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The Nature Of The Human Soul - Term Paper Example

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Nature of the Human Soul: Plato, Aristotle, Descartes, and Me From ancient days to modern, the human soul has long been an intriguing topic for conversation, media, religious and political dissent, ritual celebrations, art, and scholarly dialogue. From soul-snatching sci-fi thrillers to pulpit-pounding theologians, from the execution of Socrates to Japanese fetus memorial spaces, from Soul Music to “The Scream,” the soul is variously explored…
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The Nature Of The Human Soul
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The Nature Of The Human Soul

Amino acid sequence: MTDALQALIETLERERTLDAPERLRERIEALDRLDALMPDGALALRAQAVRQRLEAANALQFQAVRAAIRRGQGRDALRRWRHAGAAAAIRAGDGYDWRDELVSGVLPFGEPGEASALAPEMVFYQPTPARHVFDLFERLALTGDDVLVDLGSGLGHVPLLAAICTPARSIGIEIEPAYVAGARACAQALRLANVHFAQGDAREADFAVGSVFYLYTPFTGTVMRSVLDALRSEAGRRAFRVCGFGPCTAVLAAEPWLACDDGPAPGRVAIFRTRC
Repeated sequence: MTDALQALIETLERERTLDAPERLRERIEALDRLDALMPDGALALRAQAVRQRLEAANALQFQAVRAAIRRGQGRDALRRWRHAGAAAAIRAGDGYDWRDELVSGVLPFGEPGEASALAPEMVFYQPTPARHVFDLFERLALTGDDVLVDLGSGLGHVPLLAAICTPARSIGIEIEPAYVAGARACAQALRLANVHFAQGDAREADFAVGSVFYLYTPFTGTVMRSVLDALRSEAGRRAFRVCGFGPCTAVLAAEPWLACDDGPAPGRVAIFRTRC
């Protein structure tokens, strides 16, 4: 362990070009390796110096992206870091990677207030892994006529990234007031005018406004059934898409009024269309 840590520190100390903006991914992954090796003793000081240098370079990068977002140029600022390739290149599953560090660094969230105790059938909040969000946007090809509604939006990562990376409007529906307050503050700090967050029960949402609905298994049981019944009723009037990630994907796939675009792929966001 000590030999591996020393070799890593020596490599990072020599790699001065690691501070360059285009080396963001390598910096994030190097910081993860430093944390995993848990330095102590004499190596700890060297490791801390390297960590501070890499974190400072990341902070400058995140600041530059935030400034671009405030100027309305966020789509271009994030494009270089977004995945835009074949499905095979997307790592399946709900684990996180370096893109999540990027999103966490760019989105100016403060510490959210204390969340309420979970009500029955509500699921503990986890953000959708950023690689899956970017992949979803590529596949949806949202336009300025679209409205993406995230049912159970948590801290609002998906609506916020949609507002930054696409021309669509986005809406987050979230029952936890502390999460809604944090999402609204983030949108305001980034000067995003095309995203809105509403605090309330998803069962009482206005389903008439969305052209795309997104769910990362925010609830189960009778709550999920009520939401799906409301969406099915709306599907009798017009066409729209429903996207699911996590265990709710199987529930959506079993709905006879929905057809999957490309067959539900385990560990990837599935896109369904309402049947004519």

type of approach used 2. mortality status 3. purpose 4. knowledge 5. types or parts of the soul 6. distinguishing characteristics 7. relation between body and soul 8. origin Plato takes a spiritual approach to understanding the nature of the soul. He sees the soul as an immortal being, whose origin is in a spiritual world of perfect forms. He contrasts this with the physical world, which is a mere imitation of this perfection (Page, 2003). There are three phases of the soul, relative to humans. There is a prenatal phase, the embodiment phase, and a postmortem phase. Plato believes that reason, emotion and desire comprise the soul (Velitchkov, 2009). They function with sequential differences from the womb, through life and after death. The purpose of the soul, from Plato’s perspective, is to carry knowledge to the body, but its duration there is of little meaning, since true meaning can only be in the spiritual world of perfect forms, not in this imitation world. In fact, Plato feels that the soul is distinct from the body, pre-dates and outlasts it, is imprisoned by the body, and achieves liberation only at death. Conflicts arise among human thoughts (connected to upper body tension), spiritual experience (connected to the chest area), and desires or appetites (connected to the lower region of the body) (Page, 2003). Knowledge is not so much transmitted as it is remembered, since the soul carries knowledge from one incarnation to the next, Plato’s version of anamnesis (Kowalczyk, n.d.). I support Plato’s spiritual approach. The soul cannot be measured by science, as it is apparently not bound by the laws of physics, the way the body and physical world are. I also support Plato’s theory that the soul is immortal, that it belongs to a world of spiritual perfection, of which our physical reality is a substandard imitation. At night, when I dream, I experience myself flying and changing physical reality with focused intention. I do not consider this to be my imagination, but rather my soul’s memory and deeper understanding of reality and thought. I believe that experience of freedom from the body is real, more real than body reality. Not only in dreams, but also in hypnosis, or with the inspiration of hallucinogens, or in a near-death experience, or other out of body experience, one can remember and appreciate freedom from the body. I support Plato’s contention that the soul carries all knowledge across incarnations, and brings it to the body in each current incarnation, so that it must be remembered and not re-learned (anamnesis) (Kowalczyk, n.d.). I believe this because of my own experience. For example, sometimes a friend or even a stranger approaches me and begins to outline a deep problem or confusion they are struggling with. I cannot possibly have all the answers, based solely on current life experience and education. Yet, once a deep rapport is established, my soul speaks. Of course the sound is my voice and comes from my body, and what I say is embroidered with my own thoughts. But the essence that flows freely is my soul, and not my body. Of this I am certain. I have had the experience of driving a car and becoming lost in thoughts, having no knowledge of where I am, passing my destination by miles. At such times, it seems clear to me that I am not in a safe state to be driving, since I am ... Read More
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